“We realize that the open and confidential character of psychotherapeutic dialogue encourages patients to express threats of violence, few of which are ever executed. Certainly, a therapist should not be encouraged to routinely reveal such threats; such disclosures could seriously disrupt the patient’s relationship with his therapist and with the persons threatened. To the contrary, the therapist’s obligations to his patient require that he not disclose a confidence unless such disclosure is necessary to avert danger to others, and even then that he do so discreetly, and in a fashion that would preserve the privacy of his patient to the fullest extent compatible with the prevention of the threatened danger.”

It is hard for me to see how one can today make a good public policy argument that says that even though the therapist is convinced that serious violence is about to be inflicted on a readily identifiable person or persons, the therapist could say that since he is under no “duty to warn” or duty to protect the intended victim, he or she can simply continue to treat the patient, albeit competently, and then be free from liability when the harm, possibly death, has been inflicted on others. Under the above-mentioned Tarasoff decision, the duty to protect the intended victim arises when the therapist determines that the patient poses a serious danger of violence to another. There is no requirement (as per the Tarasoff decision) that the patient has communicated a specific threat to the therapist, although that is often the case.

However, there is a statute in California that seemingly provides immunity from liability to psychotherapists for failing to exercise the duty to protect where the patient has not communicated to his or her psychotherapist a serious threat of physical violence against a reasonably identifiable victim or victims. While I do not interpret the statute in that manner, others do. I am uncomfortable concluding that a therapist who determines that the patient is an imminent and serious danger of violence to others, and who does not act to protect the intended victim, should nevertheless be immune from liability because the patient had not communicated a specific threat to the therapist. The statute should be amended so that it is clear that the duty to protect arises not only when a threat is directly communicated to the therapist by the patient, but when the therapist determines that physical violence is imminent. Additionally, therapists should be immune from liability when they take the required actions after determining (as opposed to the uttered threat from patient to therapist) the patient’s imminent physical violence against the intended victim(s).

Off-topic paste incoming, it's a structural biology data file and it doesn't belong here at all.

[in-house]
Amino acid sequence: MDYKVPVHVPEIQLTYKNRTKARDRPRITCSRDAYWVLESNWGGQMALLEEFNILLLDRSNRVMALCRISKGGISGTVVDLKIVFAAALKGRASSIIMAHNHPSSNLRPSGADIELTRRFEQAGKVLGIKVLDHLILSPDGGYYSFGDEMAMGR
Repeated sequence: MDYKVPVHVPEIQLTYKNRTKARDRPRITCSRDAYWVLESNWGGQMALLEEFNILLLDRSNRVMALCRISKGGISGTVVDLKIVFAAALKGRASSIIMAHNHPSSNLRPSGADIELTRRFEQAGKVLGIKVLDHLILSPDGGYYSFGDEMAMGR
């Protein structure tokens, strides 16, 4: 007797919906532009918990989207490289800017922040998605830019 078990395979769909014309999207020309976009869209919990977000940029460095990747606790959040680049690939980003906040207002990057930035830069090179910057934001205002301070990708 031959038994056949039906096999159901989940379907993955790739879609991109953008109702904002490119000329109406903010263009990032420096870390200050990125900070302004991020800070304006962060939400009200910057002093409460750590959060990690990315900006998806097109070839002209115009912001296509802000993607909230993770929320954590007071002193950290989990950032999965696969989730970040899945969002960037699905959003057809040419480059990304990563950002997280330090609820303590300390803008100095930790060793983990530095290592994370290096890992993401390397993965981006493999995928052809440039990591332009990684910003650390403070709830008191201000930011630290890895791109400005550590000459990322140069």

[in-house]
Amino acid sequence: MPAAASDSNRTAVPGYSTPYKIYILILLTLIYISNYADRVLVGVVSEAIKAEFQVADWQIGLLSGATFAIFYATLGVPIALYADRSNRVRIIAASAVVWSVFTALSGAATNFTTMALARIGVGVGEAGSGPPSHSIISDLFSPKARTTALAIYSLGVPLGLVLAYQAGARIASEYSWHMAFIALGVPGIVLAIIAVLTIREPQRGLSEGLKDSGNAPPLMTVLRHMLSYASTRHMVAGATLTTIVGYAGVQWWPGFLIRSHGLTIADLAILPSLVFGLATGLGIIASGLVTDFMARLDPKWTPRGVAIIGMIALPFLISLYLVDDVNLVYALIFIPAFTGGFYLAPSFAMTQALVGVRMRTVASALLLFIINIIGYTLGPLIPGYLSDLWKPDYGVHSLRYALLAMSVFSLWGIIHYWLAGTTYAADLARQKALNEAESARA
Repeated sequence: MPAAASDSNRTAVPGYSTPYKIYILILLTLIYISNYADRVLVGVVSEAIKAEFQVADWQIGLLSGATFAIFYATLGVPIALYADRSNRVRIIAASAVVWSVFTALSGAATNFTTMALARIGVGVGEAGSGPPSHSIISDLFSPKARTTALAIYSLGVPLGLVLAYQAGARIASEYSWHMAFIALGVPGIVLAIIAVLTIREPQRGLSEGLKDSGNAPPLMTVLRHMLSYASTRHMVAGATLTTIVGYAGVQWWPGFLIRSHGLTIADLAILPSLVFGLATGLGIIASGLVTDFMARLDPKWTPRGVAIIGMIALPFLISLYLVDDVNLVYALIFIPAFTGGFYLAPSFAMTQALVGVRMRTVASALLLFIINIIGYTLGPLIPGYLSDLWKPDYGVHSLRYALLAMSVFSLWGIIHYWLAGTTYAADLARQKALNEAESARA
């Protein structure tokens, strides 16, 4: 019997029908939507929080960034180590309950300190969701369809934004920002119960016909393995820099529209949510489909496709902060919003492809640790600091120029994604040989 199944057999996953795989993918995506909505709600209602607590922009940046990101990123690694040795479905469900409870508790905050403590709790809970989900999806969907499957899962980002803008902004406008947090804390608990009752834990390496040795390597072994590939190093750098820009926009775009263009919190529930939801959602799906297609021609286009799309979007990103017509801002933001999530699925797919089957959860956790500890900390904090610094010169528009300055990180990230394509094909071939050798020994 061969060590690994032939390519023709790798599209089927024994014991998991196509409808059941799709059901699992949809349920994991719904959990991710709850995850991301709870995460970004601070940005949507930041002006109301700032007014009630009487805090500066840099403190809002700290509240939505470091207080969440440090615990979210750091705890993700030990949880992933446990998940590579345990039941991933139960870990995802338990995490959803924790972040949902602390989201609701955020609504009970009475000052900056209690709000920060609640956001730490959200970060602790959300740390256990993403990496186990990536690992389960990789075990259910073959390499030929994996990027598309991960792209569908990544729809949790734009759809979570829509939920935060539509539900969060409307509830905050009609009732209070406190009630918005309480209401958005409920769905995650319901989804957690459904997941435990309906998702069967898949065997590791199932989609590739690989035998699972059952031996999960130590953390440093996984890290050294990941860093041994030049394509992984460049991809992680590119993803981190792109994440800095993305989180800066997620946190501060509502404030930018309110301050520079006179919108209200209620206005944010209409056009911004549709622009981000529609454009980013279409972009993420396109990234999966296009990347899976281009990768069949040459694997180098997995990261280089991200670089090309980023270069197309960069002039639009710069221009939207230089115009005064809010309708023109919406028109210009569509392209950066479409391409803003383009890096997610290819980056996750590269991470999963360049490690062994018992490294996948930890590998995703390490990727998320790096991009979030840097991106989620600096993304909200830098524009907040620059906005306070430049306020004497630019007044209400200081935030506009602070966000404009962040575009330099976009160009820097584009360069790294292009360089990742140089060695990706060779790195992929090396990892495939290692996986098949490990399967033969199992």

If it is assumed that mental health services will become more available to those who are in need of such services, it then follows that there will be many more times when the therapist or counselor will be faced with these situations. I believe that if these issues were raised in the various states at this time, amendments would be made to state law that would impose a duty to protect intended victims. I do not believe that such an exception to confidentiality would generally or significantly affect the willingness of those who need therapy to obtain the help they need. That has not been the case in California, either with respect to the duty to protect in dangerous patient situations or the duties to report suspected child abuse, elder abuse, or dependent adult abuse.

The duties to report child, elder, and dependent adult abuse are imposed upon mandated reporters primarily for actions that have already occurred. In such cases, the damage has already been done and the duty to report (break confidentiality) is imposed for a past act. If confidentiality must be broken for the already completed acts of the patient (in the cases of child, elder, and dependent adult abuse reporting), does it really make sense to not impose a duty to protect an intended victim merely because the likely serious physical injury or death has not yet taken place?

It is believed by many practitioners that patients often know about the mental health practitioner’s duty to report child abuse, and that they reveal such activity (including perpetrators) because they know intuitively or intellectually that the abuse will likely stop only once there is a report. Such thinking might also apply to someone who has the urge to physically harm or kill others. The last line of defense (and perhaps the most effective one) for society may be the mental health practitioner who has determined that a patient presents an imminent risk of harm to others or has been told by the patient of the serious physical harm that he or she intends to soon carry out.